And all done with the kind of `look at me,` stentorian, self promoting `style` which she employed to ruin a similar series about Cornwall some while ago.   Now to some people, doubtless Caroline Quentin is something of a national treasure.  The truth, however, is that she has now become a national embarrassment to herself as well as to the National Parks.   So my escape bid failed miserably and so I rescued my evening by watching Nicholas Roeg`s masterpiece, `Walkabout,` on BBC 4 and hearing once more John Barry`s glorious music and the mellifluous tones of the young Jenny Agutter.   None of which has come close, however, to easing the images and suffering brought on by a weekend which will be unforgettable for all the wrong reasons.

Thursday, June 25, 2015


Tense and difficult negotiations seem to be the norm these days - nothing is simple or straightforward - but the process of negotiation is, of course, well established.   A problem occurs between a number of parties;  proposals are put forward to resolve the problem to the satisfaction of each of the parties involved.   The proposals are carefully considered but, in the end, rejected.  Counter proposals are then put on the table in an effort to meet the demands of the other parties.   These too are rejected, powers of diplomacy are fully tested and just when it seems that no agreement can be reached, one of the parties blinks first.   Result.

And so the drawn out negotiations between Southampton and Liverpool over the transfer of Saints` England right back Nathaniel Clyne have seemingly been through that process and a result looks to have been achieved.  It`s understood that Liverpool`s blink will see them pay Southampton the £12.5 million they were demanding for Clyne, who has a year to run on his current contract at St. Mary`s.  In business terms this represents a good return on Saints` original investment of £2.5 million when Clyne signed from Crystal Palace, especially as Saints have already signed a ready made replacement in Portuguese international defender Cedric Soares from Sporting Lisbon.

The details will be finalised once Clyne gets back from America but the clubs have agreed the fee and so Clyne will join former Saints Rickie Lambert, Adam Lallana and Dejan Lovren at Anfield, which Liverpool seem determined to make as the destination of choice for Saints players.  I think this will bring Liverpool`s signings so far this summer to something like eight new players - they clearly believe in buying teams rather than building them and seem to have a bottomless pit of cash to squander.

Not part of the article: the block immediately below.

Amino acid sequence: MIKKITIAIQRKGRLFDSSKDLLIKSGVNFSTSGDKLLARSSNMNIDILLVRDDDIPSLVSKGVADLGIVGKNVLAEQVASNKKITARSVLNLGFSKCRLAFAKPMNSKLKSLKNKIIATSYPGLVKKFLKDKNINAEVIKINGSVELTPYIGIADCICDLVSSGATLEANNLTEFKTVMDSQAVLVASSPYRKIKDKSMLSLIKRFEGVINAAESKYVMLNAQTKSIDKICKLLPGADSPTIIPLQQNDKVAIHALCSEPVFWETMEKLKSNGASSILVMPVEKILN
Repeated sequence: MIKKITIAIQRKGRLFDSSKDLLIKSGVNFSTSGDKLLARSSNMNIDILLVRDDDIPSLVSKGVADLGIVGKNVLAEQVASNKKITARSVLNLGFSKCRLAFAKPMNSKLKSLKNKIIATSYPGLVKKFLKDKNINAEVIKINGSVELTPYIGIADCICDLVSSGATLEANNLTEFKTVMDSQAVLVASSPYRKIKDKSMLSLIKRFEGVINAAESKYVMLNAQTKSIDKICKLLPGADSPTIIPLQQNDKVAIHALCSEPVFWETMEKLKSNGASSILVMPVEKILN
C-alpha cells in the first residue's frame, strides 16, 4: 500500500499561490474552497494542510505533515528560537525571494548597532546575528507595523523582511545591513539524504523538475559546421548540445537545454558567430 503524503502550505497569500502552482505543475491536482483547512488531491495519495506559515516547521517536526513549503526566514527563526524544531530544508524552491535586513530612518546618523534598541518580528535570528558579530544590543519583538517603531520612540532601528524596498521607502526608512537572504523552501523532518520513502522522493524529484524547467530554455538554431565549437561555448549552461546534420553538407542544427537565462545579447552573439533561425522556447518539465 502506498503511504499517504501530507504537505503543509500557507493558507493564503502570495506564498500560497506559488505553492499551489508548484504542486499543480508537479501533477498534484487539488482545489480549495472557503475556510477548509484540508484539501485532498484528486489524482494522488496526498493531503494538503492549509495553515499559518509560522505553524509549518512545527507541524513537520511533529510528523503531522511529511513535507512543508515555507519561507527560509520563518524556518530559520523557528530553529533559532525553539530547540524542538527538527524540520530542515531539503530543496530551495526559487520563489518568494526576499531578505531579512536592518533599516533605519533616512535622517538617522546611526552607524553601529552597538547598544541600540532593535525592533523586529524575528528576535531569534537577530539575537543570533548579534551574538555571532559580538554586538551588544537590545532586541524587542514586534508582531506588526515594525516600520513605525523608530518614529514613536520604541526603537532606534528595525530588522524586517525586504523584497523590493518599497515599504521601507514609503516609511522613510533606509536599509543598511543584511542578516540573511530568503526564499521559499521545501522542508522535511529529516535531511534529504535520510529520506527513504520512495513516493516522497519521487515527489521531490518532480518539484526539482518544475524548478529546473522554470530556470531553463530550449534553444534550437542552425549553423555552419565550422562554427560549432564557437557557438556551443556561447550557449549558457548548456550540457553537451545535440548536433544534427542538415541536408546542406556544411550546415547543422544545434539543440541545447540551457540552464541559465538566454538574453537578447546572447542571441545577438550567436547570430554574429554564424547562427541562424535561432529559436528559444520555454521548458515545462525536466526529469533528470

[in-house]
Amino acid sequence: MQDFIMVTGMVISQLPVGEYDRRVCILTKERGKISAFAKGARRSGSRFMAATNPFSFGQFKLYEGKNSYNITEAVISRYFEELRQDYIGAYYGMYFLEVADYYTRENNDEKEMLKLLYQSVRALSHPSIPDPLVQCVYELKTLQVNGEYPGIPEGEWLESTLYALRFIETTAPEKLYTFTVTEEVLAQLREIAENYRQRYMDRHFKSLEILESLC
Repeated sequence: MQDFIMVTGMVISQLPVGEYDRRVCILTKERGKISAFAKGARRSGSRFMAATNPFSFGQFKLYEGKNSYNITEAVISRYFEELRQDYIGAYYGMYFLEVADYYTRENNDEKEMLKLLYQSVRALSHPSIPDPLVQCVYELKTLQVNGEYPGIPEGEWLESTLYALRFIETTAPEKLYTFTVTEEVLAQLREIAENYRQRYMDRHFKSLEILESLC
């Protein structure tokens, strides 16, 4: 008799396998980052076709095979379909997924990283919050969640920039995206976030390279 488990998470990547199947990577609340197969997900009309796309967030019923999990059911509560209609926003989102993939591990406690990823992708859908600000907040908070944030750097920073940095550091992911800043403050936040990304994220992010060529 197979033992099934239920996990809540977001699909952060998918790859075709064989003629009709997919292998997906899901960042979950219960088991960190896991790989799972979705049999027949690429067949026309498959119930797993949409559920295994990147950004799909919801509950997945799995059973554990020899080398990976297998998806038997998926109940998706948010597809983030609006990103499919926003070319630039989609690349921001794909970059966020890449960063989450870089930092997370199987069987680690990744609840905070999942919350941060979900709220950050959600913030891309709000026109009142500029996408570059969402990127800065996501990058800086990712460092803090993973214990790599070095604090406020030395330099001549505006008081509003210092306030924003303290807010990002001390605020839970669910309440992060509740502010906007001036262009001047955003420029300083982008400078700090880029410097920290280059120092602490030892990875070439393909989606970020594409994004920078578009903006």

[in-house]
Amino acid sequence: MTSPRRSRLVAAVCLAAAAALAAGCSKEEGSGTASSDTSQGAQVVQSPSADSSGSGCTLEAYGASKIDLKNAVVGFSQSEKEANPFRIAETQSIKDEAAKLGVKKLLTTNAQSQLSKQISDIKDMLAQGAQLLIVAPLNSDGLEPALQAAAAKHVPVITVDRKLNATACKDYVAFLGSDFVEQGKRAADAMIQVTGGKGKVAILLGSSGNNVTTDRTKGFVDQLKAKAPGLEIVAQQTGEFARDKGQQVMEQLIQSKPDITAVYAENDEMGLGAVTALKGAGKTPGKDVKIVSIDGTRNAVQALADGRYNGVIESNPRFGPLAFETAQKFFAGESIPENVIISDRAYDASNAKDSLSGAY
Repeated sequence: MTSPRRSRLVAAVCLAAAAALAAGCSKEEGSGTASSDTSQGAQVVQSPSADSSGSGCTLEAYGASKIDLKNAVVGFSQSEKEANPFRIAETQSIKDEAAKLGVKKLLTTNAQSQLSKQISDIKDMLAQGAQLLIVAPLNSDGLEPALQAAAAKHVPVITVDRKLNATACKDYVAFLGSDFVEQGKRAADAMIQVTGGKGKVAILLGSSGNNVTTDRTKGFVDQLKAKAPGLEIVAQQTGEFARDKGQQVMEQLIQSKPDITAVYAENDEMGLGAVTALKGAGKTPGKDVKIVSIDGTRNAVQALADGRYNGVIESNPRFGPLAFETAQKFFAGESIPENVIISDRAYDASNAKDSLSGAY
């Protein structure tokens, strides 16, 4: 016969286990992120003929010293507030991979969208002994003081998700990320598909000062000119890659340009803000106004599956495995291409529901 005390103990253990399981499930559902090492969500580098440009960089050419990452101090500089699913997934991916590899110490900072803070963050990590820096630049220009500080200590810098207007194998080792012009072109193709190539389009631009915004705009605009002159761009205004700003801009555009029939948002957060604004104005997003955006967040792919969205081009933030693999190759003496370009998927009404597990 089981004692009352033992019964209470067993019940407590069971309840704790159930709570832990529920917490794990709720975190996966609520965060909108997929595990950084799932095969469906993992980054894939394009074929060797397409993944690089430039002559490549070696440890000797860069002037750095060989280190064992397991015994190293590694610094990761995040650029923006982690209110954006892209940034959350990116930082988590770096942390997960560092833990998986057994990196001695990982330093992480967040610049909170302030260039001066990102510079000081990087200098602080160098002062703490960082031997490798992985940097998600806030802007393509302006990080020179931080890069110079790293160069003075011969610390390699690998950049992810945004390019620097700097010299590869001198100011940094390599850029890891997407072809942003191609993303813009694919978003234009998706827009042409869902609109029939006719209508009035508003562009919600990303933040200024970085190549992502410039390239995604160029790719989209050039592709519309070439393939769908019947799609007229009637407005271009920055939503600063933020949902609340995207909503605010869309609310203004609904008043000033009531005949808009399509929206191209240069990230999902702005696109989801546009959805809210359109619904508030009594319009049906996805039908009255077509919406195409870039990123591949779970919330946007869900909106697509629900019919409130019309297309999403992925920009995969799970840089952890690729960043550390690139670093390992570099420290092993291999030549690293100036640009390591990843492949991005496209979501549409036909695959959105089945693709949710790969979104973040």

In other news, difficult negotiations continue over the Greek debt mountain, which has now reached laughable proportions and the only solution seems to be for Liverpool to buy Greece.  Dave Cameron`s negotiations about reforming the European Union have taken a bit of a knock with Her Maj. chirping up at a banquet last night that it would be a shame if the UK were to leave the bloated, power crazed, remote, bureaucratic, corrupt, self-serving EU project. I paraphrase, of course, but it`s hard to understand why she would infer such a thing as you might expect the Sovereign of all people to be especially bothered by the prospect of losing yet more, if not all, of her country`s sovereignty.

I`m not surprised that negotiations seem to get more and more difficult these days.  

Monday, June 22, 2015


Well, it didn`t take long for the true colours of the Westminster Bubble to emerge from the ashes of Labour`s election defeat.   Now there apparently exists a curious convention known as the `dissolution honours,` which allows a defeated leader to reward loyal cronies.   I imagine that these shenanigans are normally conducted rather quietly, away from the public gaze and thus avoiding the kind of criticism  that might be attracted.

This time, however, there`s a snag, which has given rise to a big falling out between former Leader Ed Milliband and Acting Leader Harriet Harman, who protested when discovering that Milliband intended to dish out a peerage to his election co-ordinator, one Spencer Livermore.   She retaliated by demanding a similar `honour` for her press chief, someone named Ayesha Hazarika.   The situation is complicated by the fact that, as things stand, Harriet - as Acting Leader of the party - outranks the crestfallen Milliband and so she is determined to stand up to him.